Poll: Open innovation etymology | Opensource.com

Poll: Open innovation etymology

Posted 07 Nov 2010 by 

Jason Hibbets (Red Hat)
Rating: 
(1 vote)
submit to reddit

When was the term "open innovation" coined?

1775
15% (9 votes)
1903
17% (10 votes)
1999
37% (22 votes)
2003
17% (10 votes)
2008
7% (4 votes)
2010
8% (5 votes)
Total votes: 60

Even if you know when the term "open innovation" was coined, do you know who came up with it?

Professor Henry Chesbrough, Executive Director of the Center for Open Innovation at the University of California (Berkeley), first used the term in his book, Open Innovation – The New Imperative for Creating and Profiting from Technology.

The book is based on his research into the innovation practices of large global companies.

Sound interesting? Chesbrough will be joining us for a webcast on Thursday, November 11, 2010 at 1:30 p.m. EST/ 10:30 a.m. PST.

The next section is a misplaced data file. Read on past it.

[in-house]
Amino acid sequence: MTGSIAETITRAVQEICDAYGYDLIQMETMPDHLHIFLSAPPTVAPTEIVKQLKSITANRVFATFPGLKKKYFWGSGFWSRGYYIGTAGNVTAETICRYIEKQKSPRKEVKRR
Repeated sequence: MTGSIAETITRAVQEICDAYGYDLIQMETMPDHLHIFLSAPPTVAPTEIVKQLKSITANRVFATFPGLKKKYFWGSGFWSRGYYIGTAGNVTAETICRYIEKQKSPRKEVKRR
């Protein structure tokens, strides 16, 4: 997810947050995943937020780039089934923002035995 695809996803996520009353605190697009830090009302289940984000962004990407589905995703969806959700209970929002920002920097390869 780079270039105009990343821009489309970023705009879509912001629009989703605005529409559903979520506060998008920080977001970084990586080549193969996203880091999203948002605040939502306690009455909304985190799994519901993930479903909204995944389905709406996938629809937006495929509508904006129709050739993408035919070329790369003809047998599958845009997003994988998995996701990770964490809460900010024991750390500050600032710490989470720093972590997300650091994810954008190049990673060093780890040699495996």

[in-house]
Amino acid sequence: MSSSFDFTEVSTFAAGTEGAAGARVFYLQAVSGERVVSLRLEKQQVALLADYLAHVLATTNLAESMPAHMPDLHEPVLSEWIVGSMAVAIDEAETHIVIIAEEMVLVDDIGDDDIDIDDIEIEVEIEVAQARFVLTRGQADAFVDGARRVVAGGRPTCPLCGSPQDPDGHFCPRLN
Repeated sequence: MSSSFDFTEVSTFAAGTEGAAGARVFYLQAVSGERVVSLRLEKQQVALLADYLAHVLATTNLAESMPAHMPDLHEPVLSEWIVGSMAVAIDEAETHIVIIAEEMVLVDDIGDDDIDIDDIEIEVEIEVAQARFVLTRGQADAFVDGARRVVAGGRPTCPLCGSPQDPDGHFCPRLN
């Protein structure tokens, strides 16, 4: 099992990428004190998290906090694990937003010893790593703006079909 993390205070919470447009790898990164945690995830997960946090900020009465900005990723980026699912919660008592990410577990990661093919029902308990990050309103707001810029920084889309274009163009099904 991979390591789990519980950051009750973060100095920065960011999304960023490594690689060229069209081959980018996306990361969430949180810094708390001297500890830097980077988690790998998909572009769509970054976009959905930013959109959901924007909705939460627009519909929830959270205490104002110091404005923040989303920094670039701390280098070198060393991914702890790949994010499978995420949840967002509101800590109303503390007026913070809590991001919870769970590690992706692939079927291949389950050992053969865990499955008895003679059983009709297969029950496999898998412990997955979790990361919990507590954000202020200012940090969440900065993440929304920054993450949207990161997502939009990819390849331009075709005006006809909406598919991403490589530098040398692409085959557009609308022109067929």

Register for the webcast.

More information

FYI - Etymology is the study of the history of words [and] their origins. (I had to look that one up. Thanks to Colin for the suggestion.)

submit to reddit

1 Comments

jhibbets
Open Sourcerer

Drumroll please....2003. Thanks for everyone who participated in the poll.

If you missed the webcast, you can read the recap and watch the playback here: http://opensource.com/business/10/11/recap-open-your-world-webcast-henry...

Jason

Vote up!
0
Vote down!
0

Jason Hibbets is a project manager in Corporate Marketing at Red Hat where he is the lead administrator, content curator, and community manager for Opensource.com. He has been with Red Hat since 2003 and is the author of, The foundation for an open source city. Prior roles include senior marketing specialist, Red Hat Knowledgebase maintainer, and support engineer. Follow him on Twitter: @jhibbets

Open source project management

Holiday gift guide promo